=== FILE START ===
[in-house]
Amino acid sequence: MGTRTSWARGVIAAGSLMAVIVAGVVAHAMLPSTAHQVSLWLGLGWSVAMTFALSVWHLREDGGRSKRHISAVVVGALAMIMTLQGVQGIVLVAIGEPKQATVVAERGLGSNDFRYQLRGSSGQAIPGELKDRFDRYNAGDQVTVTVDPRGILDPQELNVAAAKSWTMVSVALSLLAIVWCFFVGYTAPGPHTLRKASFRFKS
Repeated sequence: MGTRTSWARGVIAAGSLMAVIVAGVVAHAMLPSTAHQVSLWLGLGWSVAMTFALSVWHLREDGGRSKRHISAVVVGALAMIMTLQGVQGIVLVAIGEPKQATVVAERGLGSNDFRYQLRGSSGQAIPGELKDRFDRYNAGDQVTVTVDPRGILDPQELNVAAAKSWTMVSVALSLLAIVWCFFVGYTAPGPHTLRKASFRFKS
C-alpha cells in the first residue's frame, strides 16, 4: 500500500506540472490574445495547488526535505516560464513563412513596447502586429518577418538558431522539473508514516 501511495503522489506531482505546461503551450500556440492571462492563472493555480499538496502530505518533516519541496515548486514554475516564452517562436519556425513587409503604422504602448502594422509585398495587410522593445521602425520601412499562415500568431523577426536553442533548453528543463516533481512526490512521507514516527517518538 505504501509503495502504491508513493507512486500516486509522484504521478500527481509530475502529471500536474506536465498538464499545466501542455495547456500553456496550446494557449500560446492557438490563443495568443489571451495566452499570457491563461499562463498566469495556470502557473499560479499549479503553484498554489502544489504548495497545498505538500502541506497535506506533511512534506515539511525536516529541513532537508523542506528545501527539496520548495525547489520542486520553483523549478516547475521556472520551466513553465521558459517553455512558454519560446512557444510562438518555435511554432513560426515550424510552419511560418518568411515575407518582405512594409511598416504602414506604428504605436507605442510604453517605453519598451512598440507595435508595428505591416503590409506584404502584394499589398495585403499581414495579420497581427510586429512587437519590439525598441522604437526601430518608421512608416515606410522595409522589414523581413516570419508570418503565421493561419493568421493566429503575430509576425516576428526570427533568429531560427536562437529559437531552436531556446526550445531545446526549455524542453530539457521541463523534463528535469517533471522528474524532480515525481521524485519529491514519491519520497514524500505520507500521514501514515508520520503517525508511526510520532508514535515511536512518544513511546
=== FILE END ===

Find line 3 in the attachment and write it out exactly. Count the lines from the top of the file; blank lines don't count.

Repeated sequence: MGTRTSWARGVIAAGSLMAVIVAGVVAHAMLPSTAHQVSLWLGLGWSVAMTFALSVWHLREDGGRSKRHISAVVVGALAMIMTLQGVQGIVLVAIGEPKQATVVAERGLGSNDFRYQLRGSSGQAIPGELKDRFDRYNAGDQVTVTVDPRGILDPQELNVAAAKSWTMVSVALSLLAIVWCFFVGYTAPGPHTLRKASFRFKS